If the banking system needs a big bailout in the future, then Rudd will tax the big 4 in full force lol.

    Not advice, just gambling and speculation. Always see a financial advisor for decisions etc.

  • 156 Greg Atkinson // May 3, 2010 at 11:29 am

    Ned I am in favour of setting up a fund as I wrote in August last year: Is it time for another Australian sovereign wealth fund?

    This mining tax, if it passes the Senate, will come back to bite Australia.

  • 157 Ned S // May 3, 2010 at 11:50 am

    I don’t know what a “fair” amount of tax is to extract from resource companies Greg, but seeing what they do effectively boils down so selling off the farm, it seems reasonable to me to tax them at higher than normal rates – But NOT so our idiot pollies can buy votes with the loot now! It needs to be used to help position ourselves for when the farm has been sold and we’ve got to go and compete with the rest of the world for a living – That’s my simple minded take on it anyway? 🙂

  • 158 Senator13 // May 3, 2010 at 1:19 pm

    This was suppose to be “rood and branch” tax reform but all we got was a few falling leaves. And not even soon but pushed out for years all the way to 2020!

    This is just another back down and all hype and no action that is typical of this Government.

    Looks like when Rudd said of John Howard that he squandered the mining boom – what he meant to say was that he did not tax them enough!

    I would rather see the existing revenues from the miners go into a sovereign wealth fund. Or go directly to debt elimination. What is proposed is not to reduce debt but to increase spending.

    It just does not seem the right way to go about things.

    Many of the good things proposed seem to have gone into the growing “too hard” basket. Or have been left so that they have more things to announce in the lead up to the election…

  • 159 Greg Atkinson // May 3, 2010 at 1:24 pm

    Ned I agree miners should pay more (as they do now) since they basically create big holes and take chunks of the nation away. But I reckon they are paying a fair share of tax now, remember there was a time when mining companies like BHP were struggling.

    However one reason we don’t get more out of our resources is because we are not very bright, we don’t value add, we don’t build the ships that carry the ore overseas, we import 70% of all mining equipment, we import most mining technology…the list goes on.

    Anyway I totally agree that we should use the proceeds from any mining boom to make the economy more robust..we don’t want to end up like Nauru!

  • 160 Ned S // May 3, 2010 at 5:32 pm

    I just read “The tax on mining profits will pay for the super increase” – Is it just me or do others out there fail to see any logical relationship between these two things? :

  • 161 Greg Atkinson // May 3, 2010 at 10:14 pm

    Ned it isn’t just you..don’t worry. Employers will pay for the extra super not the mining companies. The mining companies are paying for imported pink batts, handouts for first home buyers, school halls and the NBN.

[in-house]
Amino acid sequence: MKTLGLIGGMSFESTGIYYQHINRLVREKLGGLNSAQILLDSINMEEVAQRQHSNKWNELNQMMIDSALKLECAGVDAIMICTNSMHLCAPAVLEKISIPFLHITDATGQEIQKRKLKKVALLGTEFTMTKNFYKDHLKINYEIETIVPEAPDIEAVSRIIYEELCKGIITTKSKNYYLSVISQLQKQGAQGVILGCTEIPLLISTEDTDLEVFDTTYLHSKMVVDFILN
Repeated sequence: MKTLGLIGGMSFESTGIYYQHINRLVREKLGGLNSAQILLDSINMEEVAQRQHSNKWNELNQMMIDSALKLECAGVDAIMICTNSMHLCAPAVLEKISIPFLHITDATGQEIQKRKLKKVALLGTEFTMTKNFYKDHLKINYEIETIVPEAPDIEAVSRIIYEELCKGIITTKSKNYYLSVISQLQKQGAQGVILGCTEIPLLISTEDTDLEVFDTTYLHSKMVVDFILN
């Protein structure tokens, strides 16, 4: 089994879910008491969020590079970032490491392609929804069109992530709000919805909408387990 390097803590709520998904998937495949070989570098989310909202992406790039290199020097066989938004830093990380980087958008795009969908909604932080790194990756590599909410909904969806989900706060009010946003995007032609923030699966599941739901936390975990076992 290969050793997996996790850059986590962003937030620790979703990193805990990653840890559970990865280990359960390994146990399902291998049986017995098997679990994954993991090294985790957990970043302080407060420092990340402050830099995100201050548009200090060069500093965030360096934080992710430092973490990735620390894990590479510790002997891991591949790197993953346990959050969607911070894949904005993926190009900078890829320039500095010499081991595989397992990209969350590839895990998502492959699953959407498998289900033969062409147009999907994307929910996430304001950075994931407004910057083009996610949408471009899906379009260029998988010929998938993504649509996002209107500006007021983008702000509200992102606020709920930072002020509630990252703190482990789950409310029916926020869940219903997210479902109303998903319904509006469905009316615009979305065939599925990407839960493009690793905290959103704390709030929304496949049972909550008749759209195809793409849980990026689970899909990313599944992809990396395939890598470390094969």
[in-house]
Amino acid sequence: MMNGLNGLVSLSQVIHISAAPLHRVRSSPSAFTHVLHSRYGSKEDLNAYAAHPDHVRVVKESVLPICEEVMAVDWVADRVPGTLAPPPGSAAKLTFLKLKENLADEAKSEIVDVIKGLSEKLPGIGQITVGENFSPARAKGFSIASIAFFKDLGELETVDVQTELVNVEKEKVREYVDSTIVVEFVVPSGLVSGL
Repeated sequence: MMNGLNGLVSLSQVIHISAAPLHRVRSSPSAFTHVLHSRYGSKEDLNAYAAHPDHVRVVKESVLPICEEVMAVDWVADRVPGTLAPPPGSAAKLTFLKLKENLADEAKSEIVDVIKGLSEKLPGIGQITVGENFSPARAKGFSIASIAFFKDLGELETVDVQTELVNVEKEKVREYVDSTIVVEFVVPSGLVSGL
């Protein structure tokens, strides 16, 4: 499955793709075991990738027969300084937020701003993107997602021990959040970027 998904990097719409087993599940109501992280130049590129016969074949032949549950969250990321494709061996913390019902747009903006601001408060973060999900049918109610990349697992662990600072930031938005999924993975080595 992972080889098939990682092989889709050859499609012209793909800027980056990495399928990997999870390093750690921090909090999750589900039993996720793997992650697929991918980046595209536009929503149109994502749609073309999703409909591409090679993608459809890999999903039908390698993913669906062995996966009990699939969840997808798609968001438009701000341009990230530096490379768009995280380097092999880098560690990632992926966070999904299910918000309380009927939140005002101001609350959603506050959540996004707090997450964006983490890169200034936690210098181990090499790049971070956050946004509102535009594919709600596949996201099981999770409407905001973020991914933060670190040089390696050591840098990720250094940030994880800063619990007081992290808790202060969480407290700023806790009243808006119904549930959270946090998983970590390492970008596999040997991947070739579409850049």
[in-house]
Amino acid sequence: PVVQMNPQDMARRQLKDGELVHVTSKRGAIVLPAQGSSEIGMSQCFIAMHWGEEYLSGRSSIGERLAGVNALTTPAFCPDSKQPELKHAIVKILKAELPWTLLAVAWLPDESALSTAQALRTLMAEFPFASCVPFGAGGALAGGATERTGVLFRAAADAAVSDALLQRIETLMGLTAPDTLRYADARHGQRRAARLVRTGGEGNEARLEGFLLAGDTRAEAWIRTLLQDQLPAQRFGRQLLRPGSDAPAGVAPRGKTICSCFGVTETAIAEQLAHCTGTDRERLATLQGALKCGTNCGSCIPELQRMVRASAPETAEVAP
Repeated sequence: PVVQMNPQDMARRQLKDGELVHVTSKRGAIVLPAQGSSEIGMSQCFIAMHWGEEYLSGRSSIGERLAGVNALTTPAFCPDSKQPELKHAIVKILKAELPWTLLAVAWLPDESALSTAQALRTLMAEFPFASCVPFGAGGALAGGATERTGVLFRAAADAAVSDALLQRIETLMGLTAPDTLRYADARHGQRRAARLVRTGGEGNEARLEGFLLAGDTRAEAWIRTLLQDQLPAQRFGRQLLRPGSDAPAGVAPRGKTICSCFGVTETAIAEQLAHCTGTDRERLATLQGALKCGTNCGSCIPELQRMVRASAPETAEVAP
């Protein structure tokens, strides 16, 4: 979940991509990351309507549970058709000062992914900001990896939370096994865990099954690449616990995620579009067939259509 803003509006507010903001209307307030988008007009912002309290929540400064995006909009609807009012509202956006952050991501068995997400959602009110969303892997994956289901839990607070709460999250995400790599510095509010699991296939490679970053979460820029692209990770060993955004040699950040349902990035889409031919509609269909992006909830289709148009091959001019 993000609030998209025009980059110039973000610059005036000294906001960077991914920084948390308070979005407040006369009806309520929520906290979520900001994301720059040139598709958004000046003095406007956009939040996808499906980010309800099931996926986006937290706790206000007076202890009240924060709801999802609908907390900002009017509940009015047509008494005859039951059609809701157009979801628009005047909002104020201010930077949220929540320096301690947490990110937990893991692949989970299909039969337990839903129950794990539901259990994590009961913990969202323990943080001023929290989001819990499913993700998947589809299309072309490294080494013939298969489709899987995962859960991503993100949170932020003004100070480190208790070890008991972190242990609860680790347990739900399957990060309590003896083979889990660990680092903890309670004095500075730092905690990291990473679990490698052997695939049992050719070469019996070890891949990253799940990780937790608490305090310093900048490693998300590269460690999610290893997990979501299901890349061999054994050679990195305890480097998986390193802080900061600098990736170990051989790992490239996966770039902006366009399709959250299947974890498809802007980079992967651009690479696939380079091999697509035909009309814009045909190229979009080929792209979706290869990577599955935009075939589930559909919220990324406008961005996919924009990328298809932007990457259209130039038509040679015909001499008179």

• 162 Greg Atkinson // May 4, 2010 at 7:07 pm

    Well the first mining project has been canceled because of the new mining tax: Cape Lambert cancels plans at WA project as a result of Henry tax

    So Rudd, Swan and the Unions reckon the new tax won’t cost any jobs. The mining companies say it will.

    Now who do you reckon might actually know better?

    Of course the tax will mean less jobs! It changes the whole playing field!

  • 163 Ned S // May 4, 2010 at 7:37 pm

    And lowers the value of the ASX; But while making more super contribs available to force the ASX higher. Read the detail of the KHR maybe – I haven’t on this “centrepiece” (my interest was more in housing) – But would be a bit surprised if Henry actually recommended what Rudd and Swan are doing?

    Gotta go – I SHOULDN’T be here – Endeavouring to keep up with what you blokes talk about is so far beyond me it takes too much time. But I’ve learned a lot.

    Stay clear of Euro debt now, China and Oz soon maybe, but consider holding a bit of platinum and palladium? – And No, I still don’t like gold at these prices.

    Cheers to all,

  • 164 Vince L // Jul 2, 2010 at 8:10 pm

    Well Greg you were right. The Henry Report was a fizzer. It was used to try and hit the miners for a lot more money and that is about it.

  • 165 wayne // Jul 6, 2010 at 4:04 pm

    Its all a smoke screen nothing will change .No one is looking at the big picture .In Australia 1.5 million out of work interest rates to high for the average family to cope with .Many small businesses are closing down.Some have been in business for over 10 years .I predict we will be in recesion within12 months .Between the banks governments and Ato we have no spare cash .The biggest problem is the double taxation act ,The 90 percent of the overseas companies that own us pay little or no tax. The best way is to have a debit tax of .1 percent of every bank Transaction which would raise over 200 billion in 1 year . You would be able to get rid of every tax we have even the GST Australia would be rich in a very short time.